Single-family rental loans lack consistent credit standards, and the secondary market opportunities for them are limited, Freddie Mac found in a preliminary test of expanded government-sponsored enterprise involvement in the sector.
“The single-family rental market is an important segment of the housing market and the data reveal it to be an affordable housing option for many American families,” said Steve Guggenmos, vice president of multifamily research and modeling, in a press release. “Much of the SFR market is primarily driven by small investors, and there is not a uniform set of terms and credit standards for loans on SFRs.”
The Federal Housing Finance Agency halted GSE pilots testing the expansion of their roles in SFR earlier this year, calling such a move “premature” without “significantly more extensive research and analysis.”
Single-family housing stock now represents more than half of the rental market overall, and two thirds of the market in rural areas, according to Freddie Mac.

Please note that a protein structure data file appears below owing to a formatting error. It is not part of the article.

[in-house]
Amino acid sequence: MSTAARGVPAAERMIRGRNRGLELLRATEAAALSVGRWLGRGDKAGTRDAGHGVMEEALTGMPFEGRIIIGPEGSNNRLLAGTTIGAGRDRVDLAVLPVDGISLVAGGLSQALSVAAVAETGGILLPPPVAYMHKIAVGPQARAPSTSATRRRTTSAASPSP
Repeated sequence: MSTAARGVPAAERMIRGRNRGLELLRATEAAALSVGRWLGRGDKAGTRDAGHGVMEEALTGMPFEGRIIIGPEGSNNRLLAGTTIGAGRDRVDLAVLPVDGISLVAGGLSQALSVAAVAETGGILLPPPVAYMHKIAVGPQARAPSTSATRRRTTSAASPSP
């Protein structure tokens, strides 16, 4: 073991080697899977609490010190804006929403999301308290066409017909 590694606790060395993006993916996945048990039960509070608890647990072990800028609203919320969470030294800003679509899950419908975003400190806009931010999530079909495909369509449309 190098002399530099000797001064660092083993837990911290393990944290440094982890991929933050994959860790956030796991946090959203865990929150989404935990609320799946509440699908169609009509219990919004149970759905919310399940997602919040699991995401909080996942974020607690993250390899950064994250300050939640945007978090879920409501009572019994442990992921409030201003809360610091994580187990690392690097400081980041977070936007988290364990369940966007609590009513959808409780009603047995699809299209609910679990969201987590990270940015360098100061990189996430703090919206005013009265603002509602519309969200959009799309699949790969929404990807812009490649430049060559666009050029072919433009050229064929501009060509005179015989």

Most single-family homes remain owner-occupied, but a recent study of sales on two online real estate platforms suggests the share purchased by institutional investors that rent out homes is growing.
The percentage of institutional investor sales grew to nearly 10% from nearly 4% between 2016 and November of 2018, Attom Data Solutions’ recent analysis of data from homeowner sales on Opendoor and OfferPad found.
“The top three institutional buying entities — Cerberus SFR Holdings LP, CSH Property One LLC and TAH Holding LP — all appear to be related to companies purchasing single-family homes as rentals,” Attom noted.